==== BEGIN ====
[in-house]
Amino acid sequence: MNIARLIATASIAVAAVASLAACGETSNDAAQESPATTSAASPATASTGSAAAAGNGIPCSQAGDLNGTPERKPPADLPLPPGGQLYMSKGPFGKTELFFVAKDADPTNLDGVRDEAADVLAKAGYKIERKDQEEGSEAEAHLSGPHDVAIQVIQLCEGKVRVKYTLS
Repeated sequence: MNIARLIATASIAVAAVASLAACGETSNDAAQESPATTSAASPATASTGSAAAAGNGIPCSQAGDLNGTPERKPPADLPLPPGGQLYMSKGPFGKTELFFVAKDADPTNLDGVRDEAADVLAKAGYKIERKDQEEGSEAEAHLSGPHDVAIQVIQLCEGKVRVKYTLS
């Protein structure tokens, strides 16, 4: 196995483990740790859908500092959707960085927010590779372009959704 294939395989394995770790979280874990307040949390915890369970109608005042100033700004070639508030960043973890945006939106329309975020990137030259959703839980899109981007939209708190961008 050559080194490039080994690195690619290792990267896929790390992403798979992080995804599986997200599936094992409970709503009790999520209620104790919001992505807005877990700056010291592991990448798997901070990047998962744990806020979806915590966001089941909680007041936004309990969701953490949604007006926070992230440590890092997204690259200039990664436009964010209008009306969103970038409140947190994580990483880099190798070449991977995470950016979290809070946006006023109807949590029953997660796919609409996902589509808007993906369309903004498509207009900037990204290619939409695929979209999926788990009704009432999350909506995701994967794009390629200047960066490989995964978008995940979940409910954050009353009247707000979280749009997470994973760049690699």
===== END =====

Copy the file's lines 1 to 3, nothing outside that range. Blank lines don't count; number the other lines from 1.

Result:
[in-house]
Amino acid sequence: MNIARLIATASIAVAAVASLAACGETSNDAAQESPATTSAASPATASTGSAAAAGNGIPCSQAGDLNGTPERKPPADLPLPPGGQLYMSKGPFGKTELFFVAKDADPTNLDGVRDEAADVLAKAGYKIERKDQEEGSEAEAHLSGPHDVAIQVIQLCEGKVRVKYTLS
Repeated sequence: MNIARLIATASIAVAAVASLAACGETSNDAAQESPATTSAASPATASTGSAAAAGNGIPCSQAGDLNGTPERKPPADLPLPPGGQLYMSKGPFGKTELFFVAKDADPTNLDGVRDEAADVLAKAGYKIERKDQEEGSEAEAHLSGPHDVAIQVIQLCEGKVRVKYTLS